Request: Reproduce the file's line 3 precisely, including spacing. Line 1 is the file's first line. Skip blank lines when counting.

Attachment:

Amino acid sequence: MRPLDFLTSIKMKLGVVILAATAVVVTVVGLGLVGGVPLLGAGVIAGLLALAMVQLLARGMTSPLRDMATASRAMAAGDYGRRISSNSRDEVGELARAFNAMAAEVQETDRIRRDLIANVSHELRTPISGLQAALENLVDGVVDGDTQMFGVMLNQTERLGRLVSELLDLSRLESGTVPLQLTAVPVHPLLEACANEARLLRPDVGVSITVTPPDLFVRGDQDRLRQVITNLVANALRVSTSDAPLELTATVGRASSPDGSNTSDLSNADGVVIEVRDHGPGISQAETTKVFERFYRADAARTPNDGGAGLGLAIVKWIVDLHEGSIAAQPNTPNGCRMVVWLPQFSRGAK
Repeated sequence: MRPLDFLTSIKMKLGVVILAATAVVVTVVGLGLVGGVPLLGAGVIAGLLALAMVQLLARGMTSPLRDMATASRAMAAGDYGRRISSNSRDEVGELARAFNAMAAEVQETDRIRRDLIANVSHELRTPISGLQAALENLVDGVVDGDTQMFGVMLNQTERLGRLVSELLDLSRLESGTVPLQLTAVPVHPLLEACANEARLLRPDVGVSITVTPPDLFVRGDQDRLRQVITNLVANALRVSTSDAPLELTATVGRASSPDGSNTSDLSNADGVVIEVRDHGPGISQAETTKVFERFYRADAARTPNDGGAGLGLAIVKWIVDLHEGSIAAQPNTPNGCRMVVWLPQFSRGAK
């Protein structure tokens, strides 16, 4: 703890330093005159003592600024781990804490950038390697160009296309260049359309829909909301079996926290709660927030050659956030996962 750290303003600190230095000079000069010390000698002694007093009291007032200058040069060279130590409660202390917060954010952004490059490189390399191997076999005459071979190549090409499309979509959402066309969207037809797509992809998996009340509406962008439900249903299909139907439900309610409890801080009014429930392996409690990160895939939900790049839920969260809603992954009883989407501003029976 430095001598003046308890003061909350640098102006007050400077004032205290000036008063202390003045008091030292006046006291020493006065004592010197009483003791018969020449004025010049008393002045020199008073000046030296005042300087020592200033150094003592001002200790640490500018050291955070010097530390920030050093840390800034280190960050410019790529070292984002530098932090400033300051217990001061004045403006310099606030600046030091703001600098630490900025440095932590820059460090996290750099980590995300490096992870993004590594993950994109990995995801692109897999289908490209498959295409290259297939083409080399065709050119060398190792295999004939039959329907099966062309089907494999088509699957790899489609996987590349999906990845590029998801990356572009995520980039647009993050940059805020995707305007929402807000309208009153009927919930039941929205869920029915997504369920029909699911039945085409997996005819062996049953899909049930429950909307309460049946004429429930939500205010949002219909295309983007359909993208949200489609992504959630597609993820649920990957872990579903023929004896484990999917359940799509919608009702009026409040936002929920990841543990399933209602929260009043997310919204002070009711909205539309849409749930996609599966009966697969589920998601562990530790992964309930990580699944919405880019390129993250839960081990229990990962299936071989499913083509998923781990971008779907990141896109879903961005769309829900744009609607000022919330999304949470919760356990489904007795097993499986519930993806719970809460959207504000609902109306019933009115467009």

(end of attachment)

């Protein structure tokens, strides 16, 4: 703890330093005159003592600024781990804490950038390697160009296309260049359309829909909301079996926290709660927030050659956030996962 750290303003600190230095000079000069010390000698002694007093009291007032200058040069060279130590409660202390917060954010952004490059490189390399191997076999005459071979190549090409499309979509959402066309969207037809797509992809998996009340509406962008439900249903299909139907439900309610409890801080009014429930392996409690990160895939939900790049839920969260809603992954009883989407501003029976 430095001598003046308890003061909350640098102006007050400077004032205290000036008063202390003045008091030292006046006291020493006065004592010197009483003791018969020449004025010049008393002045020199008073000046030296005042300087020592200033150094003592001002200790640490500018050291955070010097530390920030050093840390800034280190960050410019790529070292984002530098932090400033300051217990001061004045403006310099606030600046030091703001600098630490900025440095932590820059460090996290750099980590995300490096992870993004590594993950994109990995995801692109897999289908490209498959295409290259297939083409080399065709050119060398190792295999004939039959329907099966062309089907494999088509699957790899489609996987590349999906990845590029998801990356572009995520980039647009993050940059805020995707305007929402807000309208009153009927919930039941929205869920029915997504369920029909699911039945085409997996005819062996049953899909049930429950909307309460049946004429429930939500205010949002219909295309983007359909993208949200489609992504959630597609993820649920990957872990579903023929004896484990999917359940799509919608009702009026409040936002929920990841543990399933209602929260009043997310919204002070009711909205539309849409749930996609599966009966697969589920998601562990530790992964309930990580699944919405880019390129993250839960081990229990990962299936071989499913083509998923781990971008779907990141896109879903961005769309829900744009609607000022919330999304949470919760356990489904007795097993499986519930993806719970809460959207504000609902109306019933009115467009």